|uncredited photo taken from Amanda French's blog|
Two details especially struck me when I read the highly alert, warm review by Christopher Ricks (in the New York Review of Books) of The Complete Poems of Philip Larkin, edited and with an introduction and commentary by Archie Burnett, published this year in New York by Farrar Straus & Giroux.
First is the pleasing way that when he comes to sum up the strengths of the new edition’s editor, Ricks draws - provocatively, one’s now forced to say, though it shouldn’t be so - upon the resounding phrase of T.S. Eliot's that gave F.R.Leavis the title of his collection of rebarbative essays The Common Pursuit, first published exactly 60 years ago. Ricks, still an old soldier in the theory wars, it would seem, writes:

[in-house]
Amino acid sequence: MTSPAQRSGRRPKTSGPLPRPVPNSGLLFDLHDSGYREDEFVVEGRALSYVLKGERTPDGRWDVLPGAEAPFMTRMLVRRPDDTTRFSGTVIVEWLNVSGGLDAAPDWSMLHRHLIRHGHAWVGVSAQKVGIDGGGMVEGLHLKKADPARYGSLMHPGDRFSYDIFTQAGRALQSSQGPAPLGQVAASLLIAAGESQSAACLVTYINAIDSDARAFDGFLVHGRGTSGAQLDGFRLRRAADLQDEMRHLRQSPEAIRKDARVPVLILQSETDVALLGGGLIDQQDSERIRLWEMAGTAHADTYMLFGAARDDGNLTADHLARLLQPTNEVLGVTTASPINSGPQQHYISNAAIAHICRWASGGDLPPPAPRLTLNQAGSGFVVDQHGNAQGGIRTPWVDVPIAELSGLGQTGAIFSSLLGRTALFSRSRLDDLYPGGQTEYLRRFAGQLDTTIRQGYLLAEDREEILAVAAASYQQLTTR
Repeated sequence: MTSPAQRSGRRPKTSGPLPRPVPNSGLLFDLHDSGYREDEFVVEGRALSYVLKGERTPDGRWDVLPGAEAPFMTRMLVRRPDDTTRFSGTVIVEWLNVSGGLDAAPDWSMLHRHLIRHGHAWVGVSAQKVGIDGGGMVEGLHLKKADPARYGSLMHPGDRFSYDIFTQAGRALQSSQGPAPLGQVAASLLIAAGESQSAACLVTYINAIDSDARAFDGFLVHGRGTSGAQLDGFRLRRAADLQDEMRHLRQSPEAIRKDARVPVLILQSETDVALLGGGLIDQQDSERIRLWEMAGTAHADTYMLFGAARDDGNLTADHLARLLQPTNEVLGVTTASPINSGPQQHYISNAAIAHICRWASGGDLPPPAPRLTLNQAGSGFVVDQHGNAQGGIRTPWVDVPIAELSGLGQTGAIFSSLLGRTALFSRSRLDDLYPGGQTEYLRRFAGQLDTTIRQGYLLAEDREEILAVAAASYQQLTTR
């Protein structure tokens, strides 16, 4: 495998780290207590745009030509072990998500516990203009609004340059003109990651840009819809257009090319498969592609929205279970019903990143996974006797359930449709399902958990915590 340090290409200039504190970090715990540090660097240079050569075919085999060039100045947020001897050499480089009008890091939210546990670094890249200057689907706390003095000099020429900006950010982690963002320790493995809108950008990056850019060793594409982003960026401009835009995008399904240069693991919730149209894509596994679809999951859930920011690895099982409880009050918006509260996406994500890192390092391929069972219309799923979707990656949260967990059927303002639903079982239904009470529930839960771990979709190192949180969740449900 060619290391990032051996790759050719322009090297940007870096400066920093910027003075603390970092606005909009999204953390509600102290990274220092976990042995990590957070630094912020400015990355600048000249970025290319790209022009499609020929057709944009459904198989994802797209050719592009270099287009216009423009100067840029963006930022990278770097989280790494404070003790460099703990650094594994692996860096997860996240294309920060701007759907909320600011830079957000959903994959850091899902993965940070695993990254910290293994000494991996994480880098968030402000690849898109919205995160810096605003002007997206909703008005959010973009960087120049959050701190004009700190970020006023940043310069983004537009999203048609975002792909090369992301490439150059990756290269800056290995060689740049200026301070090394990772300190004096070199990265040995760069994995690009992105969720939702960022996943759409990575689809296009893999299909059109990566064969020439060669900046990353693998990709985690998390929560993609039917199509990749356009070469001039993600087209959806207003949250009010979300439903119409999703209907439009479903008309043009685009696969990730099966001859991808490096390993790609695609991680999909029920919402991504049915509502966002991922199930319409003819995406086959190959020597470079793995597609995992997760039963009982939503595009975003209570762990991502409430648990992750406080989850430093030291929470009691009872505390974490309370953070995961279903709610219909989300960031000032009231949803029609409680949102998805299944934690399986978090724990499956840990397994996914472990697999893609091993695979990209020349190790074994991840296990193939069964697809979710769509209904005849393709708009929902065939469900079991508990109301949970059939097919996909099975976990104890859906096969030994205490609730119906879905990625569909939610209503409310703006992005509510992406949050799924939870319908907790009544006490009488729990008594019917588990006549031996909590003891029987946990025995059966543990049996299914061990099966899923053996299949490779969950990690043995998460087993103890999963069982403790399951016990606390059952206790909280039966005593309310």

‘[A]lthough editing asks critical acumen the editor’s job is rightly understood as not the issuing of critical pronouncements or appreciations but the provision of such information textual and contextual as makes possible the common pursuit of true judgment.’
Second - and this is in the fond and celebratory spirit of the whole very substantial review - here is Ricks on Larkin, using Larkin on an earlier, less well-known figure:
‘I’ve often found myself gratefully retorting upon Larkin the anecdote with which he honored the Dorset predecessor of Hardy William Barnes: Nor was his appeal limited to men of letters: “an old Domestic Servant” wrote to him in 1869 having found his poems among some books she was dusting: “Sir I shook hands with you in my heart and I laughed and cried by turns.” ’